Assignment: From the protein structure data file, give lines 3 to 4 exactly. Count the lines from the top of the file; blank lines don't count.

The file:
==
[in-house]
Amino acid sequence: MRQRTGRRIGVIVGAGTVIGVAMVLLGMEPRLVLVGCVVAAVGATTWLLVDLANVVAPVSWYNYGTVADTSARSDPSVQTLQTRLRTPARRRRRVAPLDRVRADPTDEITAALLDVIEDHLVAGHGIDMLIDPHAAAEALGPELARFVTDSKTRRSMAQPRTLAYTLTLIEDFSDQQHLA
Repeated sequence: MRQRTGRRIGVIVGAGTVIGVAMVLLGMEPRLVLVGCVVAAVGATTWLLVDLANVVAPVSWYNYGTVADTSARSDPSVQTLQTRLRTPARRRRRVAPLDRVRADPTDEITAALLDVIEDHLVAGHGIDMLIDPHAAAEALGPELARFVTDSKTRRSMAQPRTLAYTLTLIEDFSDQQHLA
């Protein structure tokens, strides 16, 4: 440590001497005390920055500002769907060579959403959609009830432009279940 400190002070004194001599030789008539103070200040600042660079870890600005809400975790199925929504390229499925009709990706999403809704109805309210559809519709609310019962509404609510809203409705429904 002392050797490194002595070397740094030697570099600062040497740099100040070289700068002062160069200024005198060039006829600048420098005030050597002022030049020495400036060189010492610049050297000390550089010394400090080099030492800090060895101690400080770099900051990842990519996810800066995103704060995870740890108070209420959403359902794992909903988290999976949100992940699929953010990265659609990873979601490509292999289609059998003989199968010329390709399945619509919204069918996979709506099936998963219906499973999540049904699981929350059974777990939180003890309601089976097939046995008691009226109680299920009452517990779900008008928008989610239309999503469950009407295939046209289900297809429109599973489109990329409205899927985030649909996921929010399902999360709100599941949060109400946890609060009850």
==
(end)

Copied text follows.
Repeated sequence: MRQRTGRRIGVIVGAGTVIGVAMVLLGMEPRLVLVGCVVAAVGATTWLLVDLANVVAPVSWYNYGTVADTSARSDPSVQTLQTRLRTPARRRRRVAPLDRVRADPTDEITAALLDVIEDHLVAGHGIDMLIDPHAAAEALGPELARFVTDSKTRRSMAQPRTLAYTLTLIEDFSDQQHLA
């Protein structure tokens, strides 16, 4: 440590001497005390920055500002769907060579959403959609009830432009279940 400190002070004194001599030789008539103070200040600042660079870890600005809400975790199925929504390229499925009709990706999403809704109805309210559809519709609310019962509404609510809203409705429904 002392050797490194002595070397740094030697570099600062040497740099100040070289700068002062160069200024005198060039006829600048420098005030050597002022030049020495400036060189010492610049050297000390550089010394400090080099030492800090060895101690400080770099900051990842990519996810800066995103704060995870740890108070209420959403359902794992909903988290999976949100992940699929953010990265659609990873979601490509292999289609059998003989199968010329390709399945619509919204069918996979709506099936998963219906499973999540049904699981929350059974777990939180003890309601089976097939046995008691009226109680299920009452517990779900008008928008989610239309999503469950009407295939046209289900297809429109599973489109990329409205899927985030649909996921929010399902999360709100599941949060109400946890609060009850």